The past two days have been a blur. We woke up at 5am and headed to the NBO airport to take a plane to Rwanda. On the way, we stopped in the middle of no where in a country called “Burundi.” I didn’t even know it was on a map. We proceeded to Rwanda, met our drivers and our guide Charles (who is an exceptionally brilliant young man with a wealth of knowledge and perspectives).
Thoughts on Rwanda.
Rwanda is a beautiful country with lush greenery. It is called “the country of a thousand hills.” In contrast to Kenya, even though the poor are poorer, the roads are clean and kept. Everything seemed in order. It was hard to imagine the genocide of one million people took place nearly 20 years ago.
We drove to the World Vision Headquarter and met with its leaders. They filled us in with some background information on Rwanda. From there, we had a delicious lunch across the street from the De Mille Collines (Hotel Rwanda).
Afterwards, we drove several hours to our hotel, ever climbing the roads. We went through fields, huts, large beautiful buildings. We just kept passing people after people. Children were running on the side of the road. All the while, I waved and they waved back…and often with a big smile.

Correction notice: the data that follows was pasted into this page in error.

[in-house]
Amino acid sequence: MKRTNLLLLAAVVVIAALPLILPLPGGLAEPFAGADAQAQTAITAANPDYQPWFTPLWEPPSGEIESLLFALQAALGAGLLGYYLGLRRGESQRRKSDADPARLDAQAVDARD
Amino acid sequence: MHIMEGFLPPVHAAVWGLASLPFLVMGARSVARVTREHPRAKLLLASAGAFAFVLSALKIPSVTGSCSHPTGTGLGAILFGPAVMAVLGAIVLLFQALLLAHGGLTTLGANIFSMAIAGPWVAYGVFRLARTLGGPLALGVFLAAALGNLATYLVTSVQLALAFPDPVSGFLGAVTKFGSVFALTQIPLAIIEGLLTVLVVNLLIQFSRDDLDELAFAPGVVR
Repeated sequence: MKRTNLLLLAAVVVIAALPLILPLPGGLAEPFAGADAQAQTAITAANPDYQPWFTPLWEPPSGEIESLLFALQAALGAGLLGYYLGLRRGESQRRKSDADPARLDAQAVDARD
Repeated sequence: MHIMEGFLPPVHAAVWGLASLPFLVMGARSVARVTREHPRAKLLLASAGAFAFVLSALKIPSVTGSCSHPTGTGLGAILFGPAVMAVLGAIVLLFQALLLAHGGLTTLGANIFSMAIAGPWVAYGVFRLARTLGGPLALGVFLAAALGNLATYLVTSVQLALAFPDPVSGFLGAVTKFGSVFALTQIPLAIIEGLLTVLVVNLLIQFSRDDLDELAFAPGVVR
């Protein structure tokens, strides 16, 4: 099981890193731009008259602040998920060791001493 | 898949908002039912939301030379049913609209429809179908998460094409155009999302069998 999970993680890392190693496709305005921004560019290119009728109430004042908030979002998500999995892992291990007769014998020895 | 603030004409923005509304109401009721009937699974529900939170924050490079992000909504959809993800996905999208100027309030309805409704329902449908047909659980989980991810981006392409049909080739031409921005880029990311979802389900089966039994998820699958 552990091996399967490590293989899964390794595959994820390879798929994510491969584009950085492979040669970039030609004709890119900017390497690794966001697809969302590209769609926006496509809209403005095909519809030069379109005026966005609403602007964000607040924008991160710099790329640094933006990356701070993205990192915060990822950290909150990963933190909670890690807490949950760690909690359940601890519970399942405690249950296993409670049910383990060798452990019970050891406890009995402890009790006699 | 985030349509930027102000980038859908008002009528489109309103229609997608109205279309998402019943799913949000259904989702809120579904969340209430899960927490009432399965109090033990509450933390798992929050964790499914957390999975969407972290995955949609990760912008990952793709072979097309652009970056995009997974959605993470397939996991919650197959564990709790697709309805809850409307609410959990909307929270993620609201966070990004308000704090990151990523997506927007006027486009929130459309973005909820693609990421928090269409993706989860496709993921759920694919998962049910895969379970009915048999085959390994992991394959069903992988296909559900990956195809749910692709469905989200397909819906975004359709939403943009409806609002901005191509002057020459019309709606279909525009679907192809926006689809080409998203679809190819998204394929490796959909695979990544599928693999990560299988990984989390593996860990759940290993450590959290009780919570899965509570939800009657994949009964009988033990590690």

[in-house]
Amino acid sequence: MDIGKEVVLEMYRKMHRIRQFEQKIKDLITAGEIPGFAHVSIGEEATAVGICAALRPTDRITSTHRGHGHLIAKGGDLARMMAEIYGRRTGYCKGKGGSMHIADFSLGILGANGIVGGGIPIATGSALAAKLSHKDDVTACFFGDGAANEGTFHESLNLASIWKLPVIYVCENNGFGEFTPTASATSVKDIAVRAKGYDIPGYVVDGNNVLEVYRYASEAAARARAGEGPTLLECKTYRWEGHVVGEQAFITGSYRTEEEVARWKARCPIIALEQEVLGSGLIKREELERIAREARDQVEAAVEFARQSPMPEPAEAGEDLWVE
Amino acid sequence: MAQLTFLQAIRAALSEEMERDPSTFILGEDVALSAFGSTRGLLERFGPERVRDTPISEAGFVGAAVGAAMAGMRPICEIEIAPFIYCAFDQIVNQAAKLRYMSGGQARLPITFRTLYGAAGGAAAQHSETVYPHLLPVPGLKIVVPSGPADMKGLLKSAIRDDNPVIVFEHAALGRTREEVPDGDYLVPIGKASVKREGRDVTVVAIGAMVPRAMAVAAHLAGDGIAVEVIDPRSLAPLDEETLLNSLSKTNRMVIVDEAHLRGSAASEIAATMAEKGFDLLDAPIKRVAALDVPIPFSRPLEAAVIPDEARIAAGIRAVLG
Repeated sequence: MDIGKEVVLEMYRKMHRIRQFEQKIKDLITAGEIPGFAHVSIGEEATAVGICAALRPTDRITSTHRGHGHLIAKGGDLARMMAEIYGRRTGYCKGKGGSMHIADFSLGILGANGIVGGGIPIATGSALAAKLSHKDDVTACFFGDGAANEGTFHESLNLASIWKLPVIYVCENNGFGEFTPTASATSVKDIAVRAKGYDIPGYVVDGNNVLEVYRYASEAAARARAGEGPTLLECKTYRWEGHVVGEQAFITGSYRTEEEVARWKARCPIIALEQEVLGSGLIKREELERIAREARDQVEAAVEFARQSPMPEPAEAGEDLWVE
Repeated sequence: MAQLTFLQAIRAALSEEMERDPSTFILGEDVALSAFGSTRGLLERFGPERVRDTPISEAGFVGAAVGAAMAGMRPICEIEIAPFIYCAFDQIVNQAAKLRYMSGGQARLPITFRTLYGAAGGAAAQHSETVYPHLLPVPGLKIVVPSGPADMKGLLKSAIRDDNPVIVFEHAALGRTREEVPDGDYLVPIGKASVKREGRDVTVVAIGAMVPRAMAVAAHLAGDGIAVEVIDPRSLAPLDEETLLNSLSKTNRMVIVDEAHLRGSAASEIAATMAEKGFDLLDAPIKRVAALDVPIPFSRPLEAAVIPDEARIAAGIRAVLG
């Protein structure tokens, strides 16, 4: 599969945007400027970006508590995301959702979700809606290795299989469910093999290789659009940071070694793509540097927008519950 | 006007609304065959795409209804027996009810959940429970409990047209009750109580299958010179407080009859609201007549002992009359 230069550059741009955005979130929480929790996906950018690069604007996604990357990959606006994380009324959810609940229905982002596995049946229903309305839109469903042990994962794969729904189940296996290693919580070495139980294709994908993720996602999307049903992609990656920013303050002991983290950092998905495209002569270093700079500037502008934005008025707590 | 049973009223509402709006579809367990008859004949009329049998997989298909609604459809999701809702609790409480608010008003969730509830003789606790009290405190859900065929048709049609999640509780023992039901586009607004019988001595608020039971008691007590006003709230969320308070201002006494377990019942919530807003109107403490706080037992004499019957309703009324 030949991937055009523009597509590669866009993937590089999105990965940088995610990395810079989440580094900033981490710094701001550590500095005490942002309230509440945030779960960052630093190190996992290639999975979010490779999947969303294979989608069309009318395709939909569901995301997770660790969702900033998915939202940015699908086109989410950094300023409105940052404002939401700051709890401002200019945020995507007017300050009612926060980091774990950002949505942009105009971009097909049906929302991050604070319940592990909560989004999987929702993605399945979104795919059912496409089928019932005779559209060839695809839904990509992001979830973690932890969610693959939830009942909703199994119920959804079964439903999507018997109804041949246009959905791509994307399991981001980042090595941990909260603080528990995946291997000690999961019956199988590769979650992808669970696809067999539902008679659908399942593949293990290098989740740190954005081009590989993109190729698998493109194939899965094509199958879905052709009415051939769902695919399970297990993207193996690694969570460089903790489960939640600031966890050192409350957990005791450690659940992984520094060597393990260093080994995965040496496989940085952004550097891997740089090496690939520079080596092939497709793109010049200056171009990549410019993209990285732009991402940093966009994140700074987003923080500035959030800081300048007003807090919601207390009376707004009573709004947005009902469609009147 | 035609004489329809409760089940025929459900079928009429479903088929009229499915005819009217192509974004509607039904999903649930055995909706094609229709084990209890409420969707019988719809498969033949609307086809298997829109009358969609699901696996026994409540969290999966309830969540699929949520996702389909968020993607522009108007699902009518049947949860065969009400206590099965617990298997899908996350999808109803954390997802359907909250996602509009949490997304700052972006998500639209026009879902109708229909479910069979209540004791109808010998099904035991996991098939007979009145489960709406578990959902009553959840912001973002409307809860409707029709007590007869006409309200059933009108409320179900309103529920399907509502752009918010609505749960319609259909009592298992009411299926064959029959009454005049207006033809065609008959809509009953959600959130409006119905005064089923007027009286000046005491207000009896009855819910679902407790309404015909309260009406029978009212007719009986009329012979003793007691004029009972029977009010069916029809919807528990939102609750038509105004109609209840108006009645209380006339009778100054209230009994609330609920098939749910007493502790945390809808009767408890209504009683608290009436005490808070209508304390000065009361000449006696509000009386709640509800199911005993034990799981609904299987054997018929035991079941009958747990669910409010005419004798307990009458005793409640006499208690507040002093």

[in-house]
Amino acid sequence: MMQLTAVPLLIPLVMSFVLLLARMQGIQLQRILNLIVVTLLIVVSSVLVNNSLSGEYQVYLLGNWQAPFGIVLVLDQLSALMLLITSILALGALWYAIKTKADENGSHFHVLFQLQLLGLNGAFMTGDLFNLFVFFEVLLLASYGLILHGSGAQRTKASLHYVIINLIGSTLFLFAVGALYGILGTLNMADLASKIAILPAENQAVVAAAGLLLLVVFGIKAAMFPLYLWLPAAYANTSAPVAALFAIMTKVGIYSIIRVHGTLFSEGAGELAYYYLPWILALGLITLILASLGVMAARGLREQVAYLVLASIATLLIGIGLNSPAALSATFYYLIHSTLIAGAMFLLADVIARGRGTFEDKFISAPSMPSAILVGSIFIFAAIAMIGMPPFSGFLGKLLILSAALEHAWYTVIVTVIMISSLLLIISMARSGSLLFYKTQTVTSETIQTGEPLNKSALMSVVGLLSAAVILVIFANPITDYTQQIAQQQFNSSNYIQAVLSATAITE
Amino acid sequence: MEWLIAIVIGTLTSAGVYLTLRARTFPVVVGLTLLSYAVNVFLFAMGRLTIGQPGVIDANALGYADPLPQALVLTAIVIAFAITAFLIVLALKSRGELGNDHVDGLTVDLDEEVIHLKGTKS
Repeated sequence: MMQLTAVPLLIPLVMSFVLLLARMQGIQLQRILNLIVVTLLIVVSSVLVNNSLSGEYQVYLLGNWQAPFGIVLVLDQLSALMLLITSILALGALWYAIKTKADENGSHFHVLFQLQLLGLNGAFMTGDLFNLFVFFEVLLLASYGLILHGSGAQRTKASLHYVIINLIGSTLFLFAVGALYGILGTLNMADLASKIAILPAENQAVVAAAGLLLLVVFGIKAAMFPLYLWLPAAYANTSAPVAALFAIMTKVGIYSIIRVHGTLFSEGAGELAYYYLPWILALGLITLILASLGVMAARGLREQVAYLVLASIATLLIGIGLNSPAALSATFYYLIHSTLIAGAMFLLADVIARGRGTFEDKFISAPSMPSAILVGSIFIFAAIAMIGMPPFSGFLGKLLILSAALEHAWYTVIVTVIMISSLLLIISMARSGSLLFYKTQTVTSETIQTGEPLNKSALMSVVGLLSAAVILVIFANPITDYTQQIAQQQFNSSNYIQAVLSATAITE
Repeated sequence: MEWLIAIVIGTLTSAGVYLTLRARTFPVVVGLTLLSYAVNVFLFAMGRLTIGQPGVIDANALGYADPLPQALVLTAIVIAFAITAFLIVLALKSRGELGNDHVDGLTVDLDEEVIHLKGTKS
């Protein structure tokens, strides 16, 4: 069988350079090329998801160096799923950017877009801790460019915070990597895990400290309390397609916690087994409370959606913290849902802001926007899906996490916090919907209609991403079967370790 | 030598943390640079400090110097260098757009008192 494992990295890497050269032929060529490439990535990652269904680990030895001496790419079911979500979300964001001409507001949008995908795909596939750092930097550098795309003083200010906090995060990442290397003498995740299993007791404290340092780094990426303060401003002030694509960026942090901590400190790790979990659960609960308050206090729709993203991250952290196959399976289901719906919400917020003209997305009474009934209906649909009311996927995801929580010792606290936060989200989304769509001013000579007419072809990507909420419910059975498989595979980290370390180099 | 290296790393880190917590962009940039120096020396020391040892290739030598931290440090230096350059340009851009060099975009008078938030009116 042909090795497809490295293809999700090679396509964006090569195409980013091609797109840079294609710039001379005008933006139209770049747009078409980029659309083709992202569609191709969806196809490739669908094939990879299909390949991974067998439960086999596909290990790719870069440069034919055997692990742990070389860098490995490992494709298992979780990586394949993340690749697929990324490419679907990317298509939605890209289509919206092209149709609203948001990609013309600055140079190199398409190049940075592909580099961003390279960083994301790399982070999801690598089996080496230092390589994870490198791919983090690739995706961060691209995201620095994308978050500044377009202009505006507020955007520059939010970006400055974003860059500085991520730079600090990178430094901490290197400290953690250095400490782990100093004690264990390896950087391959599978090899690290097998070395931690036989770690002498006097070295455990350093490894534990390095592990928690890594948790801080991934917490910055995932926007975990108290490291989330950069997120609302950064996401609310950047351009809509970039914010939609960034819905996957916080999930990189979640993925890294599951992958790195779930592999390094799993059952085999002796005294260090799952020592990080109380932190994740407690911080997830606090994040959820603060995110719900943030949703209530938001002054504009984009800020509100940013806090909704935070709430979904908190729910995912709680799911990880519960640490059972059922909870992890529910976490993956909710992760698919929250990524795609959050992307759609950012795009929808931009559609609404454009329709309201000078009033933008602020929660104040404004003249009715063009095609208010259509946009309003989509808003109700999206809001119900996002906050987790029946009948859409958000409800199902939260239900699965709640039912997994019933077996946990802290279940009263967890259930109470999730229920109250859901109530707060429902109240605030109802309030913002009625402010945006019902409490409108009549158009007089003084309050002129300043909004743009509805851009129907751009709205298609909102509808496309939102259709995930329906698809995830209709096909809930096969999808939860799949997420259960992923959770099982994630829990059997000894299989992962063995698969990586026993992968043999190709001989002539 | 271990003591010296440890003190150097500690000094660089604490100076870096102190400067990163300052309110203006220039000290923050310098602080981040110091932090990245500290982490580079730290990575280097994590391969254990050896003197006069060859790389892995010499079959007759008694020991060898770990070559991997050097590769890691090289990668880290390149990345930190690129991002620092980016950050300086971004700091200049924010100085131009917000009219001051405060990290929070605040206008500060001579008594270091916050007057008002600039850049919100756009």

As we stopped for a bathroom break, Charles mentioned that he met a woman who was situated in another ADP (Area Development Project). She angrily shouted to him, “Why don’t these people ever come to my house and visit me? When will it be my turn?” When Charles told us the story, my heart broke. I could see the impact World Vision was doing in the communities.
We finished off the day by visiting the Rwanda National Museum and ended the night at the hotel. It was an intense day and we were all preparing ourselves to see the children. For me, I had been waiting almost a year for this day.
What resonated most this whole day was the spirit of cooperation. Here, we were spending our time watching and observing the hard work of those around us and they were thanking us for our help. What had we done? Earlier during the week, it was reinforced to us that the problems of this world were not stated as “Us” and “them.” It would be a a collective “we” thing. These issues of HIV, AIDS, and poverty would not and should not be handled by one people group. It should be handled by all of us.
It would not be a simple process.Nehemiah says it perfectly in Nehemiah 4:6:
“So we built the wall. And all the wall was joined together to half its height, for the people had a mind to work.”